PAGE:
Forming an Insurance Captive Saves Residential Real Estate Company Over $200,000 in Insurance Fees
Case Study

Forming an Insurance Captive Saves Residential Real Estate Company Over $200,000 in Insurance Fees

April 27, 2022

At A Glance


A residential real estate company needed help determining whether forming a captive insurance company would alleviate an unexpected rate-on-line increase.


Armanino’s tax and insurance experts helped the company restructure what it was paying in the commercial marketplace. They increased the company’s deductibles and insured the resulting gap in coverage into a captive. Armanino also ensured that the captive was properly set up to qualify for captive insurance tax benefits.


By forming a captive, the company saved over $200,000 in insurance fees in just one year and anticipates saving at least $1 million over a 5-year period.

Client Challenge

A residential real estate company that owned more than 50 different multi-family residential real estate facilities saw a sharp increase in its 2020 insurance renewal rate.

This rate hike was unexpected as the company had a solid claims history. The organization maintained good safety records, vetted their tenants well, and ensured that their facilities were safe and issue-free. Yet, when they received their renewal estimate (a figure based on X number of dollars per valuation and referred to as the rate-on-line (ROL)), they noticed the ROL for some of their facilities increased by as much as 70%.

This ROL increase was due to two factors: a hardening insurance market (i.e., positive financial results were becoming more difficult for insurers to maintain as well as dwindling capacity in the marketplace) and a growing reluctance by commercial insurance markets to have coverage in residential real estate.

The company approached Armanino for solutions. They were aware that similar pain points were being felt across industries and knew that some organizations were turning to a captive insurance strategy. They wanted to get more information on captives and determine whether forming one was the right choice for them.

Our Solution

Armanino — a top 20 CPA and consulting firm with experts uniquely qualified to navigate tax and insurance complexities — recommended that the real estate company restructure its insurance purchasing and overall risk management program and form a captive insurance company. A captive serves as a formalized version of self-insurance, providing coverage to its owners and related parties. The captive insurer can cover the parent company and any subsidiaries. This arrangement could give the company the flexibility to control costs and services, reduce premium volatility and better manage risk in a hardened insurance market.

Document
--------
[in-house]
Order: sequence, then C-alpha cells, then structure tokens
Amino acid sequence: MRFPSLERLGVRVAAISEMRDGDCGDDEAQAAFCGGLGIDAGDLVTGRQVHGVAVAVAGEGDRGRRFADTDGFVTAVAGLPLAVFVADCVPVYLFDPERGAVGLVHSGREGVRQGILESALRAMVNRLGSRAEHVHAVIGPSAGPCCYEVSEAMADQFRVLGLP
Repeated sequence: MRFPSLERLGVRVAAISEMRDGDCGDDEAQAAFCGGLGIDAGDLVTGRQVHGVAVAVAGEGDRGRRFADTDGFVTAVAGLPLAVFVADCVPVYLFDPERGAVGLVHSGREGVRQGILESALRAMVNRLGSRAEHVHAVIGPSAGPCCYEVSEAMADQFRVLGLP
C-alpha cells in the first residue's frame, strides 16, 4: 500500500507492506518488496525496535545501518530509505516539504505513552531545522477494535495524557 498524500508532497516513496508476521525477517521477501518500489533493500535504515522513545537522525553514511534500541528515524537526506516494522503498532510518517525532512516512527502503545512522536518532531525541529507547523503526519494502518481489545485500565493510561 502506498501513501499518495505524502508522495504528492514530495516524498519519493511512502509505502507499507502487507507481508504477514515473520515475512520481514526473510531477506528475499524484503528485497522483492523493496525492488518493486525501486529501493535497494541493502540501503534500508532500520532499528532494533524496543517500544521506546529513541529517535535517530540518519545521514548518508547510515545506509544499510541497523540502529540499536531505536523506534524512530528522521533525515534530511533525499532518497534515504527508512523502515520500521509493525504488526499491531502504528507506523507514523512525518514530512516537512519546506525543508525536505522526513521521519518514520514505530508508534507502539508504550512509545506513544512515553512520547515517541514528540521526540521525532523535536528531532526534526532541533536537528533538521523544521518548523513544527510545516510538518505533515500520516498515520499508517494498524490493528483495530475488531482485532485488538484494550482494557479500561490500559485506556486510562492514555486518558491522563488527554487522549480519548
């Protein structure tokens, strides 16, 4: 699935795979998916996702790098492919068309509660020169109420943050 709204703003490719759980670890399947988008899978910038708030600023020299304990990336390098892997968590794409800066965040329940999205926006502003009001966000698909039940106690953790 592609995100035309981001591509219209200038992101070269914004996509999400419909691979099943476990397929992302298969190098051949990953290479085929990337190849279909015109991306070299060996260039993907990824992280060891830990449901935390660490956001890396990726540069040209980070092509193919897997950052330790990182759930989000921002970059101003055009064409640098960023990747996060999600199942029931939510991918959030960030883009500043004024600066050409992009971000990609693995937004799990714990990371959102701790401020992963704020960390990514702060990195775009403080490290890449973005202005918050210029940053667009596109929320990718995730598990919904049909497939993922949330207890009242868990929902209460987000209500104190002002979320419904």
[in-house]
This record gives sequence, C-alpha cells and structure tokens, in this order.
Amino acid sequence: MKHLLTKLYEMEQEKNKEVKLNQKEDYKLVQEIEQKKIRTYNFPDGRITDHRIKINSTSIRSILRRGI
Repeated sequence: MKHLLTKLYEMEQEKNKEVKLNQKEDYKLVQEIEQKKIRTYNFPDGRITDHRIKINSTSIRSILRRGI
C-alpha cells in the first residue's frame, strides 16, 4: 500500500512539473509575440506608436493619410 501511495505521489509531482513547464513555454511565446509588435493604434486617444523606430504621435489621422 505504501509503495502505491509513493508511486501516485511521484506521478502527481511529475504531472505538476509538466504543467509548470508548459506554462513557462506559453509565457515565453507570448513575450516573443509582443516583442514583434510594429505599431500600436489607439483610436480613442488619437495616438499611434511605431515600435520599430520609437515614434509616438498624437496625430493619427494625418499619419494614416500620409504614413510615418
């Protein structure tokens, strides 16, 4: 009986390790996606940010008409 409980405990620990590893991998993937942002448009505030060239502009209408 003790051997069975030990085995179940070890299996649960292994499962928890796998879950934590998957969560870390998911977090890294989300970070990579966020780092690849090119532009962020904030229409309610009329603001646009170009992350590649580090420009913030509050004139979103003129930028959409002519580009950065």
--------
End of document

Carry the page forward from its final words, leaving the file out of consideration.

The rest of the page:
Our experts started by helping the real estate company restructure what they were insuring in the commercial marketplace. They took the company’s current deductibles — approximately $25,000 — and increased them to approximately $250,000. Our experts then helped structure the captive to insure the resulting gap in coverage. This saved the company a significant amount of money in the short term, and if they keep the captive in place long-term, they should ultimately be able to build a surplus in the captive.

Armanino also helped the company ensure that the captive was structured properly. This step is crucial because, if the captive is not properly set up, the premiums paid to the captive are not tax deductible.

In order for the premiums paid to the captive to be tax deductible, the captive must qualify as an insurance company for federal income tax purposes. Courts have formulated a four-factor test to analyze these situations, in which the company must demonstrate that:

  1. They are insuring an insurance risk
  2. The required regulatory formalities of an insurance company are being observed
  3. Risks are properly being shifted to the captive
  4. The risks being insured by the captive are appropriately distributed

Armanino analyzed the client’s circumstances and helped structure the entity and insurance policies so they aligned with the four-factor criteria. As a result, the company was able to qualify and derive captive insurance tax benefits and cement themselves as having a valid captive insurance arrangement.

The Result

In its first year, the company’s move to a captive yielded over $200,000 saved in insurance fees and what is estimated to be at least $1 million in surplus over a 5-year period, with the possibility of significantly larger surpluses if claims are as anticipated. But there were also intangible improvements realized. The client was able to customize their insurance coverage, take greater control of risks and costs, and directly profit from the cost and risk strategies they implemented. According to the company’s chief financial officer, “Armanino’s insurance and tax experts came up with a truly innovative idea to help us to address a significant, real-world problem. This solution will not only save us dollars in our insurance spend but also provide us a substantial return on our investment.”


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